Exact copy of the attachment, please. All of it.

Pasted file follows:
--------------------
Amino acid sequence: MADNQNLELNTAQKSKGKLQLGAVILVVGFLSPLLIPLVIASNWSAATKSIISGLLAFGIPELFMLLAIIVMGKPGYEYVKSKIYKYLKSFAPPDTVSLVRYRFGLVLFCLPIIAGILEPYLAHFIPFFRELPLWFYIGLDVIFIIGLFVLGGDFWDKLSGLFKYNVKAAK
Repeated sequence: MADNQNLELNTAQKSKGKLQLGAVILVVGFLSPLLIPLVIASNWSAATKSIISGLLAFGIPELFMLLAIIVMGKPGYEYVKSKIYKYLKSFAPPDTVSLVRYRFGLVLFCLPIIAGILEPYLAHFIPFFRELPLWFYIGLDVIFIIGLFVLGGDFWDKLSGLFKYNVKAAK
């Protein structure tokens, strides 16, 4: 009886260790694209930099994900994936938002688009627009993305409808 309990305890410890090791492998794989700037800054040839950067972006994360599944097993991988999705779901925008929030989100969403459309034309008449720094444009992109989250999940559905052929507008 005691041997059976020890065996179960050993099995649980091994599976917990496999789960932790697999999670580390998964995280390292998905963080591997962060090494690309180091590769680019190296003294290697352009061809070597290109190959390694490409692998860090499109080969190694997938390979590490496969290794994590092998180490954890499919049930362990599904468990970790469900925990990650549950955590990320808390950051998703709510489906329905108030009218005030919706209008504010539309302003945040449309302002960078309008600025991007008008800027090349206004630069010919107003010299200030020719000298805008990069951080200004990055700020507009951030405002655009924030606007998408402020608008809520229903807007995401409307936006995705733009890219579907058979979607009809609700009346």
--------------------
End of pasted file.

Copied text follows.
Amino acid sequence: MADNQNLELNTAQKSKGKLQLGAVILVVGFLSPLLIPLVIASNWSAATKSIISGLLAFGIPELFMLLAIIVMGKPGYEYVKSKIYKYLKSFAPPDTVSLVRYRFGLVLFCLPIIAGILEPYLAHFIPFFRELPLWFYIGLDVIFIIGLFVLGGDFWDKLSGLFKYNVKAAK
Repeated sequence: MADNQNLELNTAQKSKGKLQLGAVILVVGFLSPLLIPLVIASNWSAATKSIISGLLAFGIPELFMLLAIIVMGKPGYEYVKSKIYKYLKSFAPPDTVSLVRYRFGLVLFCLPIIAGILEPYLAHFIPFFRELPLWFYIGLDVIFIIGLFVLGGDFWDKLSGLFKYNVKAAK
């Protein structure tokens, strides 16, 4: 009886260790694209930099994900994936938002688009627009993305409808 309990305890410890090791492998794989700037800054040839950067972006994360599944097993991988999705779901925008929030989100969403459309034309008449720094444009992109989250999940559905052929507008 005691041997059976020890065996179960050993099995649980091994599976917990496999789960932790697999999670580390998964995280390292998905963080591997962060090494690309180091590769680019190296003294290697352009061809070597290109190959390694490409692998860090499109080969190694997938390979590490496969290794994590092998180490954890499919049930362990599904468990970790469900925990990650549950955590990320808390950051998703709510489906329905108030009218005030919706209008504010539309302003945040449309302002960078309008600025991007008008800027090349206004630069010919107003010299200030020719000298805008990069951080200004990055700020507009951030405002655009924030606007998408402020608008809520229903807007995401409307936006995705733009890219579907058979979607009809609700009346």